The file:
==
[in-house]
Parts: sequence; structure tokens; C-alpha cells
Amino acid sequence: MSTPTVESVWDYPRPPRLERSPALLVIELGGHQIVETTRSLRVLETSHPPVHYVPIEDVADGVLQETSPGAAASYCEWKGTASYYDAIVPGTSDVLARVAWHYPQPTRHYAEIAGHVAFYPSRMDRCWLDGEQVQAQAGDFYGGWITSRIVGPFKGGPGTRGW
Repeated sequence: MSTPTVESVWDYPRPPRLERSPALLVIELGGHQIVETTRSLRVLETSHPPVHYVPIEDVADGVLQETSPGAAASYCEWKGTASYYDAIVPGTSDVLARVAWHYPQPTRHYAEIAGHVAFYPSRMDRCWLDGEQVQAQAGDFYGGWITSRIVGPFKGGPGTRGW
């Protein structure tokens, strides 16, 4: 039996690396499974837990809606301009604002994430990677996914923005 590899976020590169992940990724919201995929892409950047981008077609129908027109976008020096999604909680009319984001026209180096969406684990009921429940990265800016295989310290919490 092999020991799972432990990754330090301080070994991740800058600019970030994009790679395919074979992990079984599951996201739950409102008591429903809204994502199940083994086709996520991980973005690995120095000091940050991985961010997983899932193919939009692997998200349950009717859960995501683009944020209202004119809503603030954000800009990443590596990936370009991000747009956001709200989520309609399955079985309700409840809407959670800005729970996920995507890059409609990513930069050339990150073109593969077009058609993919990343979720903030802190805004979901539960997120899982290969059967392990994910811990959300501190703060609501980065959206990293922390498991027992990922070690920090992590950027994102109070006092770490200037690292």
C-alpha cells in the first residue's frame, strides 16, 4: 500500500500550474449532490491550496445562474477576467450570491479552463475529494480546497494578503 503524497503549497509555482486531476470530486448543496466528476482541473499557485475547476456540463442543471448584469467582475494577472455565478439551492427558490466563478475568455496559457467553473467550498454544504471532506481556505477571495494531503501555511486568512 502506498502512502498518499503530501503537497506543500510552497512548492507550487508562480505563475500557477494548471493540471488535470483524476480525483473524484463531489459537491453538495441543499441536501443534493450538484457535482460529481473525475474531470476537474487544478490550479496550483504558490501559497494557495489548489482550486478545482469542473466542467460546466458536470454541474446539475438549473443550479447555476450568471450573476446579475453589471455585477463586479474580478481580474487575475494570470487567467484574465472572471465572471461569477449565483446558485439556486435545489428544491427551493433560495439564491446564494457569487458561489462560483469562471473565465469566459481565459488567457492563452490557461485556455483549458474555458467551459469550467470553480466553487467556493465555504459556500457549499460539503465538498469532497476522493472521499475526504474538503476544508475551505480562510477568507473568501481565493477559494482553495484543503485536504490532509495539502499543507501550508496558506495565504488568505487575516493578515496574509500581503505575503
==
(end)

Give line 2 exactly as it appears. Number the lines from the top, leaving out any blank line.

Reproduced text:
Parts: sequence; structure tokens; C-alpha cells